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Jakub Mlnyar in Saas Fee with Robi Robot

Do you remember the autonomous vehicles that travelled around the city of Sion between 2016 and 2018? These driverless shuttles have been tested around the world, and the results in terms of technology have been extensively studied. As for the human factor, i.e., operators and technicians, it has been poorly documented. To remedy this, Jakub Mlynar, a research associate at the Institute of Informatics of the HES-SO Valais Wallis, has secured a very ambitious Spark grant from the Swiss National Research Foundation. Working in the Human-Centered Computing Group, he is interested in human-machine interactions. At a time when questions are being asked about the replacement of humans by artificial intelligence, this type of research seems essential.

Beyond technology: life skills and social skills

Automated vehicles have been hailed as a technology with the potential to bring about profound changes in transport and the organisation of urban life. Between 2016 and 2022, according to the Federal Roads Office, ten pilot tests of autonomous vehicles for public transport were carried out in Switzerland. Although the pilot tests yield very useful results, reports and publications usually provide little detail on the practical knowledge and skills developed by the professional participants. Indeed, the operators and technicians who carried out the tests on the street solved technical and social problems and guided passengers and others on the public highway in their interactions with shuttles.

The Spark project seeks to fill the identified gaps and explore the details of these informal knowledge and skills. Moving from an implicit resource to an explicit subject, this knowledge will be obtained retrospectively from former participants in autonomous vehicle trials. By collecting the “oral histories” of these trials, the aim is to explore the social implications of automated mobility and AI by understanding how former participants account for the organisation of the pilot trials and their own involvement in the trials.

Memory as a source of knowledge

Thanks to numerous video recordings made during the tests, the social interactions between the operators and the passengers are documented. These recordings also show that the independence of vehicles is quite relative, since the operators do a great deal of work to explain clearly to the users how the vehicles work. Interviews with the technical teams, engineers and operators will be scheduled to compile the practical and social knowledge gained during the tests carried out a few years ago. Their memory will be revived by viewing excerpts from the recordings, and their experience will enrich the social history of the technologies in order, for example, to compare the progress made. This innovative methodology, which draws on experiences of five years or more, allows us to approach the research question from a reflective and narrative point of view. The purpose of this oral history is to analyze the past and understand how that experience shaped the present identity and relationship to technologies of the interviewees. Spark funds are intended for less conventional and riskier projects. Reflecting on the present implications of past interactions between humans and machines allows us to imagine how we can do better in the future. Indeed, the name chosen for this project is Remembering the Future.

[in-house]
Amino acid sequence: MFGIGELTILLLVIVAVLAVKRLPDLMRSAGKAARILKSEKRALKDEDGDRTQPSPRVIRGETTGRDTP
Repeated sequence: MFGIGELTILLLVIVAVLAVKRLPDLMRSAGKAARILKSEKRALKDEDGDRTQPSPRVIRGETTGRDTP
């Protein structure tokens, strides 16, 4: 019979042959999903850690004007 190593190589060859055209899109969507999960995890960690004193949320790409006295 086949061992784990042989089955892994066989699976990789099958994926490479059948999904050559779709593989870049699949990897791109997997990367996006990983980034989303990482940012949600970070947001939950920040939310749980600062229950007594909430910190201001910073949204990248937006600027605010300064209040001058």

Formalize knowledge and support operators in learning.

The aim of this research project is not technological, but human and social. It is a question of safeguarding field knowledge before it is forgotten, making it explicit and available to all stakeholders. It will be a question of understanding how these autonomous vehicle tests are conducted by operators in terms of work routines. “Insider knowledge” has been acquired by humans throughout the trial but has certainly not been included in the official reports. Understanding how this knowledge has been developed and transformed, and how it has been passed on and taught to the new recruits for the trials is crucial. This will help formalize knowledge that could benefit others. Thanks in particular to the SAAM (Swiss Association for Autonomous Mobility) network and the public transport operators Bernmobil and PostAuto, among others, the results will be disseminated and used.